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NALP has released this interesting salary distribution for new law school grads. (via Bill Henderson). Newly minted patent attorneys make more on average, but I do not have hard numbers at this point.
Posted on Sep 05, 2007 at 12:05 PM | Permalink
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At first glance thought this graphed the lower, middle and upper class in some 3rd world economy. Most of the data points are among the poor and the rich, with only a few in the middle.
Sep 05, 2007 at 12:42 PM
Is that first peak primarily those taking public sector jobs - public defender, asst prosecutor, clerkships, etc.? If you go the blog post linked above, it seems to indicate that the data points used to create the graph are at $5,000 increments. For example, 11% of the salaries were $40,000 and 11% were $50,000. Since 10.6% were in government jobs, 9.6% judicial clerks and 5.4% public interest, these three low paying (generally speaking) categories account for 25.6% of the respondents. So I guess the first peak is not that surprising. However, the amplitude of the second peak which obviously represents the "Big Law" jobs is a bit surprising to me. Perhaps some self-selection bias has skewed the second peak a bit (self-selection bias meaning that those with the Big Law jobs were more likely to respond than those with the "medium" or "small law" jobs).
Sep 05, 2007 at 03:24 PM
Odd curve - I would have expected a Bell curve with a peak around $80,000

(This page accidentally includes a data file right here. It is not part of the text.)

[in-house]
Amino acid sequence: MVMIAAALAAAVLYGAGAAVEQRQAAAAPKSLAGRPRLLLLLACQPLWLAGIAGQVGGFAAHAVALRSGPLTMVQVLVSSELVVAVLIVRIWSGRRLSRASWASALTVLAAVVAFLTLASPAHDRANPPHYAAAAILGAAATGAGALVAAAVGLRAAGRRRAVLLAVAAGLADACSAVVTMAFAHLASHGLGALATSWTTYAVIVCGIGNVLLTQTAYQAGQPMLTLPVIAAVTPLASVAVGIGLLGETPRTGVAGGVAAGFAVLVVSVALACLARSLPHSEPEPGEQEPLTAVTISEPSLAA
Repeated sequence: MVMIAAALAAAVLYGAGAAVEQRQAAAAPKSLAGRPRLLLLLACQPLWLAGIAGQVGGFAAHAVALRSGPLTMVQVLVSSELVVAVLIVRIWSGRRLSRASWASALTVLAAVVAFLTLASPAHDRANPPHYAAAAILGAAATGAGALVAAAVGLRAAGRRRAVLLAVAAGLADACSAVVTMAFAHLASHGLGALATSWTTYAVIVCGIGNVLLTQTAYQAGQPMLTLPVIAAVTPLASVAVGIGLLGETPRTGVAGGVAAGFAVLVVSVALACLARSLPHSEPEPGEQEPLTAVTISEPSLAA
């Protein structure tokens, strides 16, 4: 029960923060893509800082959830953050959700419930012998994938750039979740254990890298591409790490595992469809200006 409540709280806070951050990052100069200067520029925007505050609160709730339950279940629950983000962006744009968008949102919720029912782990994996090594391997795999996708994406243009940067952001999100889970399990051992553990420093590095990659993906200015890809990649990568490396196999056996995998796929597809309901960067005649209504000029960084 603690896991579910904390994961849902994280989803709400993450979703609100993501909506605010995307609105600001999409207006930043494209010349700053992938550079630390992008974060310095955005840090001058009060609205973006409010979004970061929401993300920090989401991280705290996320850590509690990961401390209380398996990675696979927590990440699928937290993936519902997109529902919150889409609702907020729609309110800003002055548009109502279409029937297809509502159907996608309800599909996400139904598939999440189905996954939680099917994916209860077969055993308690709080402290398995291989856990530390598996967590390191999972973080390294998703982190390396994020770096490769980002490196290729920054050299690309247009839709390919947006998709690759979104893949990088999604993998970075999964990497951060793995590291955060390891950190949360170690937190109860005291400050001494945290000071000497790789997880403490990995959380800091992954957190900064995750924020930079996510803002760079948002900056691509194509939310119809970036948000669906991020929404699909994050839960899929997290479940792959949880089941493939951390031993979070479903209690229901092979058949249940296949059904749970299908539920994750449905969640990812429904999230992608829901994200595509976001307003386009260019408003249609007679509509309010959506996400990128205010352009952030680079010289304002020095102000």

Mr. Bell |
Sep 05, 2007 at 03:26 PM
The cure is not bell shaped because it reflects the monopolisitc practices in law school graduate pricing as done by law firms. Firms go in lock step with their purported peers, damn the free market!
Sep 05, 2007 at 06:00 PM
And what would the curve look like for Patent Attorneys?
Sep 05, 2007 at 10:25 PM
Obviously, that Freudian peak over $135K represents the patent attorneys. And the wee bump over $160K is PhD/Esq's. :-} (Who in the blue blazes is worth $160k out of law school???)
Sep 06, 2007 at 10:51 AM
Interesting that the 2007 Class's second peak will be at $160k and may be spread a little wider; I doubt that that will eventually "pull" the first peak up because of Mr. Bell's "monopolistic practices in law school graduate pricing as done by [the government]." ;)
Sep 06, 2007 at 09:11 PM
correction: it was "me's" monopoly
Sep 06, 2007 at 09:13 PM
Any idea of the response rate vs. total # of grads? The chart says it is based on 22,665 salaries (with a few salaries above $200K not shown for clarity!).
Sep 07, 2007 at 08:32 AM
typically 80K new JDs minted a year...so about 25% response rate.
Sep 08, 2007 at 01:34 PM
The number of JD graduates is closer to 43,000. With about 90% working full-time, salary coverage is better than half.
Sep 14, 2007 at 01:44 PM
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Jason Rantanen, Associate ProfessorUniversity of IowaCollege of LawSSRN Articles
Occasional guest posts by IP practitioners and academics